The notion of a generic representation of severity scale (outside of the formal Score/Scale territory) is tricky. My advice when modelling severity and using a SNOMED as a drop-down list (not an ordinal for reasons that you outline quite rightly) is to keep it to 3 values - mild/moderate/severe. Back in the day, I saw lists that included trivial/mild/mild-to-moderate/moderate/moderate-to-severe/severe/very severe/fatal. Yes, a fatal symptom! And with a list like that, it is absolutely not possible to get any inter-rater consistency because everyone’s definitions of/criteria for each term will be different. My severe could well be someone else’s mild-to-moderate. So with the KISS principle in mind, we usually strip down this kind of subjective severity assessment towards the 3 values, hoping that clinicians can reasonably differentiate between them - unless there is good reason and explicit definitions to justify otherwise.

In the past, we have dabbled in interpolation for some models but it felt quite unsafe, and now avoid it as a CKM modelling approach nowadays, again for the reasons that you outline.

You may well be right that the authors are designing scores without a correct understanding of how they should be used in statistics. I’m certainly no expert on that and you’ve clearly explored this area more than I. However, it is a CKM Editor responsibility to represent the Score/Scale faithfully, according to copyright etc. If an existing, validated, frequently used score or scale represents values with a score, which are often used as part of a calculation for a total score or for graphing trends etc, it will often be modelled as a DV_ORDINAL BUT if it is not clinically safe to use (which is why clinical informaticians should be modelling archetypes) then I’d advise a different data type be used, usually DV_CODED_TEXT to supply the list of options alone. Ordering a value set, without numeric ranking - hmmm, not sure we’ve seen a use case yet.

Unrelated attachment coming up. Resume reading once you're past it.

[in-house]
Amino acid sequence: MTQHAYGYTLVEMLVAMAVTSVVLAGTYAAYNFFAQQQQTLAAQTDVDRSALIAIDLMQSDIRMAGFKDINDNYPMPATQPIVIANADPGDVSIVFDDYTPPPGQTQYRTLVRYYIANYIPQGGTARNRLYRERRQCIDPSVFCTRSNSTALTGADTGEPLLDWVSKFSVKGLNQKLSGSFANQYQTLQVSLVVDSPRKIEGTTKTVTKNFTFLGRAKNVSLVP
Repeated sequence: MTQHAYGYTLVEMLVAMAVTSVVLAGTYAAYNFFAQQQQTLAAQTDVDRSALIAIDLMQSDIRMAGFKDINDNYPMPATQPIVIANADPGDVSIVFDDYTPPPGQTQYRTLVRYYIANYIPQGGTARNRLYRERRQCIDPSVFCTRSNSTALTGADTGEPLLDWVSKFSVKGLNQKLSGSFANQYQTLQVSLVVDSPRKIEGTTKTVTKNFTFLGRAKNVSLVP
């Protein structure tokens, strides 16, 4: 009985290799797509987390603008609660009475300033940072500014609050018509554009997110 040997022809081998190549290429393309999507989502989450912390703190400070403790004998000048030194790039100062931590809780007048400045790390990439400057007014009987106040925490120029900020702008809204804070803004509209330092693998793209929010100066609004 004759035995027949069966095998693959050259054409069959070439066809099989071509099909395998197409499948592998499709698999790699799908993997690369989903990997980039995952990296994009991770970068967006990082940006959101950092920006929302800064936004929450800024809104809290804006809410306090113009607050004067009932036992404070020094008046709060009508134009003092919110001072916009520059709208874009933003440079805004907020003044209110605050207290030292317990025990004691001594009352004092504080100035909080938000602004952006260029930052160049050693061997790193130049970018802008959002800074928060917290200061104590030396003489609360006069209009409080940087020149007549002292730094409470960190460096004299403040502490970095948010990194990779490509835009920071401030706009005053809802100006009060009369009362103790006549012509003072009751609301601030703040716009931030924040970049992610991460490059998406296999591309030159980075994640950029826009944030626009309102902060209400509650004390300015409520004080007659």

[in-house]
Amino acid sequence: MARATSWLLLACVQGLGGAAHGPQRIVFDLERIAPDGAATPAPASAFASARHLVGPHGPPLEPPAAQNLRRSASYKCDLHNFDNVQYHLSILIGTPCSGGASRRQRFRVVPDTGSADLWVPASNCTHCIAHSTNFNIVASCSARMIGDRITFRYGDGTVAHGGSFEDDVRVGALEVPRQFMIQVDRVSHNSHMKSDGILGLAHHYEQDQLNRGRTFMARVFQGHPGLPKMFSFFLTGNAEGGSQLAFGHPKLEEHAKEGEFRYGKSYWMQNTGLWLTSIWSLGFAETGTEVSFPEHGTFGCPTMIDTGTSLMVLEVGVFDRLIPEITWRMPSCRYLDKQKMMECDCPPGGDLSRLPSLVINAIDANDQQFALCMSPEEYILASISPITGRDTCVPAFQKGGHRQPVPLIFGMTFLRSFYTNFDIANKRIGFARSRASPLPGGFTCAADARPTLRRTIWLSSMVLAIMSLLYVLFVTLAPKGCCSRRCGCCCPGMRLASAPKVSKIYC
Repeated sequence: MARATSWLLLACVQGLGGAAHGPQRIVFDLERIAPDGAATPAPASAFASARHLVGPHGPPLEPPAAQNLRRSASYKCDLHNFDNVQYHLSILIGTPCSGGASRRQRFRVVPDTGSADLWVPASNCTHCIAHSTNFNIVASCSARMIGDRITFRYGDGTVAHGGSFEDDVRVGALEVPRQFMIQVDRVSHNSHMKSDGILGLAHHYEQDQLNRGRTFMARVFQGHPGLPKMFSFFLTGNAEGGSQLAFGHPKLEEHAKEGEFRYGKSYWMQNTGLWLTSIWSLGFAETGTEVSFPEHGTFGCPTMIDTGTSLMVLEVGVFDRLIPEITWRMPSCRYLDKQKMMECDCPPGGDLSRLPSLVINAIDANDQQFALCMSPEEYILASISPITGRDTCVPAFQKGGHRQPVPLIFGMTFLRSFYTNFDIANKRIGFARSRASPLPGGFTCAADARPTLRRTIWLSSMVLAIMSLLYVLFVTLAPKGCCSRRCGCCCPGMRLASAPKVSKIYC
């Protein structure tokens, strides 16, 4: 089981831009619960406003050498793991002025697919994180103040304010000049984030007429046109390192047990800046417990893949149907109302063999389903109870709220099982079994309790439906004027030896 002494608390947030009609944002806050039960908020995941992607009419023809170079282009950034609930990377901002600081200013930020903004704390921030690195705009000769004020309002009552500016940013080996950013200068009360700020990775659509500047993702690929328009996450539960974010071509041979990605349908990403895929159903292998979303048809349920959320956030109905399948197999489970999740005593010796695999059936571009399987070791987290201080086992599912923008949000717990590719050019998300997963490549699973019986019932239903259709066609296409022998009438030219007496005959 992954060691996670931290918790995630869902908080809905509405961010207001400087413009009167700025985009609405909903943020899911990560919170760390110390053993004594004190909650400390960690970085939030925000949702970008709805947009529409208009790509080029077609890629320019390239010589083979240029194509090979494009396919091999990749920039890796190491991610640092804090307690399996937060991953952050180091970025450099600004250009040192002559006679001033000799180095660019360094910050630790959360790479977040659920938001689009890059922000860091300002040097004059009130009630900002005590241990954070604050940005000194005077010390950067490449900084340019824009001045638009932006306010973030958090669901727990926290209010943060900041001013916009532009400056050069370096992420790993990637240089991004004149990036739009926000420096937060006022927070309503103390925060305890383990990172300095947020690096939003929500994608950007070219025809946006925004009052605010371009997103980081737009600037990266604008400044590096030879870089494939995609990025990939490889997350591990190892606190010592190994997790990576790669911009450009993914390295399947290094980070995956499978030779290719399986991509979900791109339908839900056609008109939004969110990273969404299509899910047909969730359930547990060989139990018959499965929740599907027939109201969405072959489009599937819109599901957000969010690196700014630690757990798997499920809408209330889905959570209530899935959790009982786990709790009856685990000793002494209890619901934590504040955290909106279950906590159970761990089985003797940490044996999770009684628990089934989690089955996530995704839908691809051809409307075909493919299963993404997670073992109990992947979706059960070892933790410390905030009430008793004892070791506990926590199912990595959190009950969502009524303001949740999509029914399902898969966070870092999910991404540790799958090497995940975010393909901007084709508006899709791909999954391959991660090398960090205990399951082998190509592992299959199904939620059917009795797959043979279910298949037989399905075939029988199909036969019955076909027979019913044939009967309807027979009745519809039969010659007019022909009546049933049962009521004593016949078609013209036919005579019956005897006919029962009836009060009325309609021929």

So we do try to model ordinals where ordinals are appropriate - otherwise, we run the risk of inappropriate implementation. Is there a use case/archetype you think we have modelled incorrectly or inappropriately?

This thread is a natural follow on to content but not aligned with the topic. Perhaps we should look at creating another thread for the purpose if this conversation continues.

I don’t see incompatibility with the other threads that you mention, but curious to understand more of what you are thinking. Perhaps we should continue discussions in each of those respective threads if you are seeking further clarity?



1 Like

ok so this means the tools don’t implement that part of the spec.

the reason they are numbers isn’t based on the assumption that their values accurately reflect comparable magnitudes of real things (or maybe natural log or other transform…) but just to treat them as being ‘ordered’, which is the whole point of using ordinal scales - they are a ranking mechanism for a cohort, which is then usually sliced up into a few groups for the purpose of triage. That slicing up is almost always done on the basis of the ‘>’ operator, i.e. numeric comparison. So Apgar >=8 = baby is fine, 7 = observe for a while, <=6 = send to PICU.

I’m not sure how this would work - Apgar numbers 0-2 and 0-10 for the total were not invented by us, they are international definitions. Same for ?all scales I have ever seen, e.g. Barthel, Waterlow etc.

I think it is better to educate people that ordinal = ‘ordered’, and is not quantitative - which is why we have another type for this. The reference models illustrates this pretty well in fact.

If clinical modellers and developers alike understand that, I think there will be no problems. Agree with all your other comments about ordinals only being statistically analysable etc.

1 Like